- Family: Lamiaceae
- Genus: Rosmarinus
- Species: Rosmarinus officinalis
- Names: Rosemary, Compass Weed, Dew of the Sea, Elf Leaf, Libanotis, Rosmarin
- Related herbs: Hyssopus, Lavendula, Melissa, Nepeta, Mentha, Ocimum, Origanum, Pogostemon, Salvia, Scutellaria, Thymus
Rosemary literally means “dew of the sea”, derived from Latin ros = dew and marinus = sea. In Greek myth the goddess Aphrodite was envisioned as being draped with rosemary when rising from the sea. In Christian tradition it was also named “Rose of Mary”, after the Virgin Mary, who accidentally colored the white flowers blue with her cloak, when she was resting. During the middle ages rosemary was worn by participants of weddings and the bride wore a crown of rosemary. Rosemary is believed to enhance memory and has been used as a symbol of remembrance during war commemorations and funerals. For the same reason it was also thrown into the graves of the dead. In Shakespeare’s Hamlet, Ophelia says,
“There’s rosemary, that’s for remembrance.” (Hamlet, iv. 5.)
Don Quixote mixes rosemary in his miraculous balm of Fierabras (Part One, Chapter XVII).
Rosemary is a woody perennial, evergreen shrub, native to the Mediterraneans and Asia. It is hardy in temperate regions and requires frost protection in cooler areas. Besides this rosemary is drought tolerant and can become very old under favorable conditions. It has an upright or trailing growth. The small flowers come in white, pale pink to purple or light blue flowers. The leaves are colored green on top and white underneath and are covered in dense short woolly hair.
The whole herb is aromatic. The leaves, dried or fresh, are used for flavoring food, e.g. potatoes. The essential oil contains various phyto-chemicals, including rosmarinic acid, camphor, caffeic acid, ursolic acid, betulinic acid, and the antioxidants carnosic acid and carnosol. It used medicinally and in perfumes.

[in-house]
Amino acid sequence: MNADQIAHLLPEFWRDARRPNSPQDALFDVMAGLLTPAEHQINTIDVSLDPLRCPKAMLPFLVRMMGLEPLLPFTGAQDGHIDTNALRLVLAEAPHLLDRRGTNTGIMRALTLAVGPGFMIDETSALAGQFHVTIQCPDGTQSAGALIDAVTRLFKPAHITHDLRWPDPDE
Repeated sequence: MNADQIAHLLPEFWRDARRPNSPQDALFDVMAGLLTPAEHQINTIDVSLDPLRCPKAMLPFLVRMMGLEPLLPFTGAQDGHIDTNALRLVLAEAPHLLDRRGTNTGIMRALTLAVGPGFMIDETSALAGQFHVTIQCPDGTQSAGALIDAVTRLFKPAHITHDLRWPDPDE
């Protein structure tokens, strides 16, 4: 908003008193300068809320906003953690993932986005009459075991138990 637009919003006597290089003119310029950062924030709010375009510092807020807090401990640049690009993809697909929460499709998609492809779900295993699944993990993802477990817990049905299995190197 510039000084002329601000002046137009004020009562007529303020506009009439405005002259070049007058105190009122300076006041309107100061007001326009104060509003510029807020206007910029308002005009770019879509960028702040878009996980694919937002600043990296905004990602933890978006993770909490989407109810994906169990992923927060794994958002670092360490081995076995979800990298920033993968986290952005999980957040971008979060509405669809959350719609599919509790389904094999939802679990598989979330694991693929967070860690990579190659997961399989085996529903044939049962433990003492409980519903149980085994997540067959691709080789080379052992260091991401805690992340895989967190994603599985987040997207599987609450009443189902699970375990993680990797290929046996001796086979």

Uses: culinary herb, aroma therapy, perfumery, herbal tea
Magical Uses: For cleansing a room, sprinkle the area with a bundle of mint, marjoram and rosemary twigs, which have been dipped in salt-water. Burn rosemary as a cleansing incense before any magical operation. Rosemary placed beneath the pillow ensures sound sleep and protects from nightmares. Hence it is also added to dream pillows. Placed beneath the bed it protects from all harm. It is hung above doorsteps to protect the house from thieves and carried to remain healthy. An infusion is used to wash the hands before healing work. Add to the bath water for a purifying and rejuvenating bath. A rosary made from the wood, aids memory. Burn the leaves for knowledge and receiving answers to questions. Smelling the wood preserves youthfulness. Healing poppets are stuffed with rosemary herb. Burn with Juniper berries to purify the room and aid healing. The crushed leaves wrapped in white linen are bound around the right arm to dispel depression and lift the mood. Rosemary is also a traditional ingredient in love and lust spells, e.g. it is part of incense or oils used in such context. Rosemary is also used as a substitute for Frankincense.
Magical attributions: cleansing, exorcism, healing, purification, remembering, concentration, love and lust charms, protection, sleep, youth, substitute for frankincense
Planet, element: Sun, fire
Propagation and plant care: Sow under glass or transparent foil, cover with a thin layer of soil (double the thickness of one seed) and keep in a warm spot. The seeds germinate within 15-30 days. The germination time can be reduced with the help of gibberellic acid. The young plants grow slow and should be over-wintered indoors and planted out the second year, after adopting them successively to cooler temperatures.